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Identification by a Differential Proteomic Approach of Heat Shock Protein 27 as a Potential Marker of Atherosclerosis

Originally published 2004;110:2216–2219


Background— We hypothesized that normal and pathological vessel walls display a differential pattern of secreted proteins. We have recently set up the conditions for comparing secretomes from carotid atherosclerotic plaques and control arteries using a proteomic approach to assess whether differentially secreted proteins could represent markers for atherosclerosis.

Methods and Results— Normal endartery segments and different regions of endarterectomy pieces (noncomplicated/complicated plaques) were incubated in protein-free medium, and the released proteins were analyzed by 2D electrophoresis (2-DE). Among the differently secreted proteins, we have identified heat shock protein-27 (HSP27). Surprisingly, compared with control arteries, HSP27 release was drastically decreased in atherosclerotic plaques and barely detectable in complicated plaque supernatants. HSP27 was expressed primarily by intact vascular cells of normal arteries and carotid plaques (immunohistochemistry). Plasma detection of soluble HSP27 showed that circulating HSP27 levels are significantly decreased in the blood of patients with carotid stenosis relative to healthy subjects (0.19 [0.1 to 1.95] versus 83 [71.8 to 87.8]) ng/mL, P<0.0001).

Conclusions— HSP27 secretion is decreased in complicated atherosclerotic plaques, and sHSP27 plasma levels are decreased in atherosclerotic patients compared with healthy subjects. Plasma sHSP27 levels could be a potential index of atherosclerosis, although further validation is needed in large patient cohorts.

Atherothrombosis is the leading cause of death in developed countries. Beyond the classic risk factors (dyslipidemias, diabetes, and hypertension), humoral markers of plaque vulnerability related primarily to inflammation (eg, high-sensitivity C-reactive protein, interleukin-6, -10, and -18, CD40L) or reflecting pathological vascular remodeling (eg, immune activation, apoptosis, extracellular matrix degradation) have recently been highlighted.1 Emerging noninvasive imaging techniques for assessment of subclinical atherosclerosis permit measurement of intima-media thickness or peripheral flow-mediated dilatation, which are inversely correlated with coronary artery diseases.2 Despite these achievements, intermediate phenotypes between risk factors and clinical complications are needed to target vulnerable patients.3 We hypothesized that the patterns of protein secretion are different between atherosclerotic plaques and normal endarteries. Whereas the existing markers were found by monitoring the variations of a candidate protein related to the pathology, our strategy is to compare the secretome from normal and pathological arteries using a differential proteomic approach to identify new biological markers potentially released by the arterial wall within the plasma.4 The incubation of complicated and noncomplicated endarterectomy samples or control endarteries in a serum-free culture medium allowed us to harvest separately the proteins released from lesioned and healthy areas. Two-dimensional electrophoresis (2-DE) enabled us to analyze these secretomes globally and to identify, among the differentially secreted proteins, heat shock protein 27 (HSP27) as a potential marker of atherosclerosis. Confirming these results, plasma HSP27 was markedly decreased in atherosclerotic patients relative to healthy subjects.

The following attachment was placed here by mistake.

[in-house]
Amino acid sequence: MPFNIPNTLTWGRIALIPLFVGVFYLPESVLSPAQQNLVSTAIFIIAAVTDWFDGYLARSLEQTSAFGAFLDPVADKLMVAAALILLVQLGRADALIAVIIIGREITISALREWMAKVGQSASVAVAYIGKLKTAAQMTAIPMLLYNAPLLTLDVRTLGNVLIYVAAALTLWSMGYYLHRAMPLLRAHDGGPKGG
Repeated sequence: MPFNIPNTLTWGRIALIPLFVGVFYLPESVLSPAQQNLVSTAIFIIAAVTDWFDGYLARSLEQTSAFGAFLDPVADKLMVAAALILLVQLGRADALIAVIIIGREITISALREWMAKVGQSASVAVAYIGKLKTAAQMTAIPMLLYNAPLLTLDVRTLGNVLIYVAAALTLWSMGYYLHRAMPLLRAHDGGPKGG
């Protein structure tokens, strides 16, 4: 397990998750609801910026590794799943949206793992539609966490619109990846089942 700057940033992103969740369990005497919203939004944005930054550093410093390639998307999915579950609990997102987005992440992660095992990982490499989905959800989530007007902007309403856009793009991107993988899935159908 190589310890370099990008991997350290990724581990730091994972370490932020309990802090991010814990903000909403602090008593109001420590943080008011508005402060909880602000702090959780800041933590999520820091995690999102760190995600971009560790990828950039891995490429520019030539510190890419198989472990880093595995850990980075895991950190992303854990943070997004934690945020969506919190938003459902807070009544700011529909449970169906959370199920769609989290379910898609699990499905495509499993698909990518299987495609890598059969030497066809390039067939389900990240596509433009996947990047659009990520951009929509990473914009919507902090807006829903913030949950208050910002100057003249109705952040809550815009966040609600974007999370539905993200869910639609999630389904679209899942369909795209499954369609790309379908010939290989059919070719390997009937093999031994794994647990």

Tissue Sampling

Twenty-eight patients (carotid stenosis >70%, 21 men/7 women; age, 68±9 years; 86% hypertensive, 39% diabetic, 54% hyperlipidemic) undergoing carotid endarterectomy at our institutions were included. Informed consent was obtained before enrollment. Blood samples were collected from these patients the day of endarterectomy and from 12 healthy volunteers without significant differences for sex (6 men/6 women) and age (62±8 years). Conditioned media from 36 control endarteries (24 mammary, 12 radial) and 35 atherosclerotic endarterectomies (10 femoral, 25 carotids) were collected. The study was approved by the local Ethical Committees in accordance with institutional guidelines.

Tissue Culture